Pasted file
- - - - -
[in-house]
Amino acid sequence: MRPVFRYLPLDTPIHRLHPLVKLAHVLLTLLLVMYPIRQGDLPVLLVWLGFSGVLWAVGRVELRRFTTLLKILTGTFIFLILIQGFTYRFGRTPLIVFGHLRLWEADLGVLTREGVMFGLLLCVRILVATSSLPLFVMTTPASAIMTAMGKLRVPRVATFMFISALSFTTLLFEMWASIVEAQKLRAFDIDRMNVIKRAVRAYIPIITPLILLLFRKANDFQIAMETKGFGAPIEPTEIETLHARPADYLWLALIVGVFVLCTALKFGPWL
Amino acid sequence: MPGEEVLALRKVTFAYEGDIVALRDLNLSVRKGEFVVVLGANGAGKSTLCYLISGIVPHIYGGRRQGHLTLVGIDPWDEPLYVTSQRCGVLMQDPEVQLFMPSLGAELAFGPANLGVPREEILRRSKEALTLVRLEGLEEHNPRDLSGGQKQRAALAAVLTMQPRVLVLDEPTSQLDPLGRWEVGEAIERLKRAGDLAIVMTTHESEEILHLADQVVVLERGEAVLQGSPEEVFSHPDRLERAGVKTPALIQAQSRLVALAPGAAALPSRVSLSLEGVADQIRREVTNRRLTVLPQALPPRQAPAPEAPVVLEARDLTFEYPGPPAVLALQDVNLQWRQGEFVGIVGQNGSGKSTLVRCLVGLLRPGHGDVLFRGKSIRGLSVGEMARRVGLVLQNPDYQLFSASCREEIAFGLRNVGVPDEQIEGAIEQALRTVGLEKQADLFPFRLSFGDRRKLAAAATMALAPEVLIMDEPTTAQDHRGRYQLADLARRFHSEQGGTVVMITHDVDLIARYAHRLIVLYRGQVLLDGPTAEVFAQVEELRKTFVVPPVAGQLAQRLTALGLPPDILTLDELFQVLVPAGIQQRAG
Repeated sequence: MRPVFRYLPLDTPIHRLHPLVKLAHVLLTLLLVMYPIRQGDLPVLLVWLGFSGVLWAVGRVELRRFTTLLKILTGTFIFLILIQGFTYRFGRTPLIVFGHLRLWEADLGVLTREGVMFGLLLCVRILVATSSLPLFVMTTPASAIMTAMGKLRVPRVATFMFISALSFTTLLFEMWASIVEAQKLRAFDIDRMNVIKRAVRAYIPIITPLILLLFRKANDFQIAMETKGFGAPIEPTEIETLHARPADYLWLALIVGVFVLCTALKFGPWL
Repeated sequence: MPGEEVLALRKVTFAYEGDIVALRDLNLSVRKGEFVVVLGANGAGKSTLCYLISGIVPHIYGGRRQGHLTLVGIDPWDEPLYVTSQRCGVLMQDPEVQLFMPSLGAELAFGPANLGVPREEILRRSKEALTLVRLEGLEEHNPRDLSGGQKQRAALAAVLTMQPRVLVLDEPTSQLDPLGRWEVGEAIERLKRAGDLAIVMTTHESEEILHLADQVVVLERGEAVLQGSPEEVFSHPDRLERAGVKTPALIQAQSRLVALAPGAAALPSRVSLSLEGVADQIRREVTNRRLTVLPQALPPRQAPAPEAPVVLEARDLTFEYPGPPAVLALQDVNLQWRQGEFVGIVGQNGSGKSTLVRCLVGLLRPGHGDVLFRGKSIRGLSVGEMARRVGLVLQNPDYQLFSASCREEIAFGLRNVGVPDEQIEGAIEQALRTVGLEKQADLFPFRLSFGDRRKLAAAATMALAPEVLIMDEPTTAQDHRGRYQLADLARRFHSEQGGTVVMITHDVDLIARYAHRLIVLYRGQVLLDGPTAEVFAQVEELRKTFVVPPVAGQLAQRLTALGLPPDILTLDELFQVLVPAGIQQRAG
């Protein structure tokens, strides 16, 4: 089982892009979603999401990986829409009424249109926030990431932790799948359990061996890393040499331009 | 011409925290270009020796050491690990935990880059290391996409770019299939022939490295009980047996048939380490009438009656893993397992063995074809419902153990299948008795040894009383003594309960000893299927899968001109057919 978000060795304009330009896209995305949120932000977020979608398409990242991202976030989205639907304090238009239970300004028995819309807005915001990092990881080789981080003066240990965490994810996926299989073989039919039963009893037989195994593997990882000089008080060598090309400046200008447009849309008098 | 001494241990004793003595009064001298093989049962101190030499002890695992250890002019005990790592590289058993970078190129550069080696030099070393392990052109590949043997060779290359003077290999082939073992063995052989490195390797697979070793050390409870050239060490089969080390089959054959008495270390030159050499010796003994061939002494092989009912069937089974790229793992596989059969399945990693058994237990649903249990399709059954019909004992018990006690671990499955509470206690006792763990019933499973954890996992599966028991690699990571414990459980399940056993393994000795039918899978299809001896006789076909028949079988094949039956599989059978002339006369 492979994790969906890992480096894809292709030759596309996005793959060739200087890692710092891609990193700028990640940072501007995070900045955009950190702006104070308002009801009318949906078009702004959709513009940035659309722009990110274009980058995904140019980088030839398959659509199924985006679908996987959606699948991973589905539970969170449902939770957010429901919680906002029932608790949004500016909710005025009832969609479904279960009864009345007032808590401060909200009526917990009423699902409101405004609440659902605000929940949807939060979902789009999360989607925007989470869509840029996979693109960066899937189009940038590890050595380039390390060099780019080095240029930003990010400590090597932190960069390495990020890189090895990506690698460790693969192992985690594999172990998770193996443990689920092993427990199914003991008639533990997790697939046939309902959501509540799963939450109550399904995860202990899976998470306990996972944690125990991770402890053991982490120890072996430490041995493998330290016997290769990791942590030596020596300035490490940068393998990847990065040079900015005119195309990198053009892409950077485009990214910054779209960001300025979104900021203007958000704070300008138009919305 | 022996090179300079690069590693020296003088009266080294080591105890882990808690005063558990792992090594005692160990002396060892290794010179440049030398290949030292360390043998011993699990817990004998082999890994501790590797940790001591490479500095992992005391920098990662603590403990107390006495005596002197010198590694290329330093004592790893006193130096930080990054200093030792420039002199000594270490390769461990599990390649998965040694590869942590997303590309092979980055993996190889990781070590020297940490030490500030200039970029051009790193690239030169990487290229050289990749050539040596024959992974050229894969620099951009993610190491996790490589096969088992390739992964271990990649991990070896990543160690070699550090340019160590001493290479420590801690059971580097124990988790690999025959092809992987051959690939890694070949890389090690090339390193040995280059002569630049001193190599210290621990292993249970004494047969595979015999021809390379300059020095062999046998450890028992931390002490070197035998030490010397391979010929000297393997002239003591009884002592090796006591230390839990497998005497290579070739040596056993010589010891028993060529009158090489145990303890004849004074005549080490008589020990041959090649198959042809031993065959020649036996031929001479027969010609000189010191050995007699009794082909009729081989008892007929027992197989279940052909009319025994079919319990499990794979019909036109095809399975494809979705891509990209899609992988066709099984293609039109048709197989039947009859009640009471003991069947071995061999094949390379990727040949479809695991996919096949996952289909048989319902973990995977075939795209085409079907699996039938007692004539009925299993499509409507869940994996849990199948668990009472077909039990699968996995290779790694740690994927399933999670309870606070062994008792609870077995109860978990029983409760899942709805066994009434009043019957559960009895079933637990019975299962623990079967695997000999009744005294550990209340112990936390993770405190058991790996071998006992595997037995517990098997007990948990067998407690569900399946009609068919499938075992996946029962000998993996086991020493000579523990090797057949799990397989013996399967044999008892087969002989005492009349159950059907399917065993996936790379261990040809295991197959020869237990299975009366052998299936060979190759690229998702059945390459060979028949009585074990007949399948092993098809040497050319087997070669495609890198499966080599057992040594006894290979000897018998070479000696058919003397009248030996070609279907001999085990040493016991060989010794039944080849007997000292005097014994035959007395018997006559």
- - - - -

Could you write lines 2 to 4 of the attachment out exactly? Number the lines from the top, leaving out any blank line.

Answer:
Amino acid sequence: MRPVFRYLPLDTPIHRLHPLVKLAHVLLTLLLVMYPIRQGDLPVLLVWLGFSGVLWAVGRVELRRFTTLLKILTGTFIFLILIQGFTYRFGRTPLIVFGHLRLWEADLGVLTREGVMFGLLLCVRILVATSSLPLFVMTTPASAIMTAMGKLRVPRVATFMFISALSFTTLLFEMWASIVEAQKLRAFDIDRMNVIKRAVRAYIPIITPLILLLFRKANDFQIAMETKGFGAPIEPTEIETLHARPADYLWLALIVGVFVLCTALKFGPWL
Amino acid sequence: MPGEEVLALRKVTFAYEGDIVALRDLNLSVRKGEFVVVLGANGAGKSTLCYLISGIVPHIYGGRRQGHLTLVGIDPWDEPLYVTSQRCGVLMQDPEVQLFMPSLGAELAFGPANLGVPREEILRRSKEALTLVRLEGLEEHNPRDLSGGQKQRAALAAVLTMQPRVLVLDEPTSQLDPLGRWEVGEAIERLKRAGDLAIVMTTHESEEILHLADQVVVLERGEAVLQGSPEEVFSHPDRLERAGVKTPALIQAQSRLVALAPGAAALPSRVSLSLEGVADQIRREVTNRRLTVLPQALPPRQAPAPEAPVVLEARDLTFEYPGPPAVLALQDVNLQWRQGEFVGIVGQNGSGKSTLVRCLVGLLRPGHGDVLFRGKSIRGLSVGEMARRVGLVLQNPDYQLFSASCREEIAFGLRNVGVPDEQIEGAIEQALRTVGLEKQADLFPFRLSFGDRRKLAAAATMALAPEVLIMDEPTTAQDHRGRYQLADLARRFHSEQGGTVVMITHDVDLIARYAHRLIVLYRGQVLLDGPTAEVFAQVEELRKTFVVPPVAGQLAQRLTALGLPPDILTLDELFQVLVPAGIQQRAG
Repeated sequence: MRPVFRYLPLDTPIHRLHPLVKLAHVLLTLLLVMYPIRQGDLPVLLVWLGFSGVLWAVGRVELRRFTTLLKILTGTFIFLILIQGFTYRFGRTPLIVFGHLRLWEADLGVLTREGVMFGLLLCVRILVATSSLPLFVMTTPASAIMTAMGKLRVPRVATFMFISALSFTTLLFEMWASIVEAQKLRAFDIDRMNVIKRAVRAYIPIITPLILLLFRKANDFQIAMETKGFGAPIEPTEIETLHARPADYLWLALIVGVFVLCTALKFGPWL